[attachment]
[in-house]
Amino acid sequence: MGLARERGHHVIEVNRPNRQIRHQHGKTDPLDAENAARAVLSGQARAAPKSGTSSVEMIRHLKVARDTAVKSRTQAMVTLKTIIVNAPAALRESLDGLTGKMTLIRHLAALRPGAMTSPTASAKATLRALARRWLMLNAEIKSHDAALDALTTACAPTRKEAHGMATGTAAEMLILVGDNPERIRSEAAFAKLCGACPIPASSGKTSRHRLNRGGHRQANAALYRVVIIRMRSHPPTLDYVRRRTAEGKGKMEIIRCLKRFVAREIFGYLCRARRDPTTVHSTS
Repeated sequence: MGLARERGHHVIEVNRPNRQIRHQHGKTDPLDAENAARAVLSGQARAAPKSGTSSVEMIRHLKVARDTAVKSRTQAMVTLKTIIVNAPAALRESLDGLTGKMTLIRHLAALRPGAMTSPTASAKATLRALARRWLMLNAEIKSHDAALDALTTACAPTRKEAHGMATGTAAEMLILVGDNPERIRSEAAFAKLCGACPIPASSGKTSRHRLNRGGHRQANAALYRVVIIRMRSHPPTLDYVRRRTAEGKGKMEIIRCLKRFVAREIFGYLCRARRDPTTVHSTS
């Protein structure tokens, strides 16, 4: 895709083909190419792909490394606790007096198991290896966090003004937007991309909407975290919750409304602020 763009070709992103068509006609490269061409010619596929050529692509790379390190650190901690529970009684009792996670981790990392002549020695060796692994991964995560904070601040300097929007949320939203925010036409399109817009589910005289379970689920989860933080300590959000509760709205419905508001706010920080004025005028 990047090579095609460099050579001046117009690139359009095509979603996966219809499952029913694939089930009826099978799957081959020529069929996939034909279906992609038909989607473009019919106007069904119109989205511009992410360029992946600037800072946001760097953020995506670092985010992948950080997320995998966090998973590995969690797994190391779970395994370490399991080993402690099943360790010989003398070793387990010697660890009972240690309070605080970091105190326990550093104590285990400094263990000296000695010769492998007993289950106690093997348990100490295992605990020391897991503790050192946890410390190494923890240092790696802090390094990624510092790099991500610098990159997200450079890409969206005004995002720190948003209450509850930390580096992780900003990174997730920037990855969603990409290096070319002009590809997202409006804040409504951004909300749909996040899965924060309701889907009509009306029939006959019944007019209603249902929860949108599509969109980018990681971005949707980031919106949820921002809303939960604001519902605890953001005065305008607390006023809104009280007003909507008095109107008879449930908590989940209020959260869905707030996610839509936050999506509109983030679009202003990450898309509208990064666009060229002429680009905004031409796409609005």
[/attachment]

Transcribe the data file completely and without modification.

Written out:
[in-house]
Amino acid sequence: MGLARERGHHVIEVNRPNRQIRHQHGKTDPLDAENAARAVLSGQARAAPKSGTSSVEMIRHLKVARDTAVKSRTQAMVTLKTIIVNAPAALRESLDGLTGKMTLIRHLAALRPGAMTSPTASAKATLRALARRWLMLNAEIKSHDAALDALTTACAPTRKEAHGMATGTAAEMLILVGDNPERIRSEAAFAKLCGACPIPASSGKTSRHRLNRGGHRQANAALYRVVIIRMRSHPPTLDYVRRRTAEGKGKMEIIRCLKRFVAREIFGYLCRARRDPTTVHSTS
Repeated sequence: MGLARERGHHVIEVNRPNRQIRHQHGKTDPLDAENAARAVLSGQARAAPKSGTSSVEMIRHLKVARDTAVKSRTQAMVTLKTIIVNAPAALRESLDGLTGKMTLIRHLAALRPGAMTSPTASAKATLRALARRWLMLNAEIKSHDAALDALTTACAPTRKEAHGMATGTAAEMLILVGDNPERIRSEAAFAKLCGACPIPASSGKTSRHRLNRGGHRQANAALYRVVIIRMRSHPPTLDYVRRRTAEGKGKMEIIRCLKRFVAREIFGYLCRARRDPTTVHSTS
């Protein structure tokens, strides 16, 4: 895709083909190419792909490394606790007096198991290896966090003004937007991309909407975290919750409304602020 763009070709992103068509006609490269061409010619596929050529692509790379390190650190901690529970009684009792996670981790990392002549020695060796692994991964995560904070601040300097929007949320939203925010036409399109817009589910005289379970689920989860933080300590959000509760709205419905508001706010920080004025005028 990047090579095609460099050579001046117009690139359009095509979603996966219809499952029913694939089930009826099978799957081959020529069929996939034909279906992609038909989607473009019919106007069904119109989205511009992410360029992946600037800072946001760097953020995506670092985010992948950080997320995998966090998973590995969690797994190391779970395994370490399991080993402690099943360790010989003398070793387990010697660890009972240690309070605080970091105190326990550093104590285990400094263990000296000695010769492998007993289950106690093997348990100490295992605990020391897991503790050192946890410390190494923890240092790696802090390094990624510092790099991500610098990159997200450079890409969206005004995002720190948003209450509850930390580096992780900003990174997730920037990855969603990409290096070319002009590809997202409006804040409504951004909300749909996040899965924060309701889907009509009306029939006959019944007019209603249902929860949108599509969109980018990681971005949707980031919106949820921002809303939960604001519902605890953001005065305008607390006023809104009280007003909507008095109107008879449930908590989940209020959260869905707030996610839509936050999506509109983030679009202003990450898309509208990064666009060229002429680009905004031409796409609005």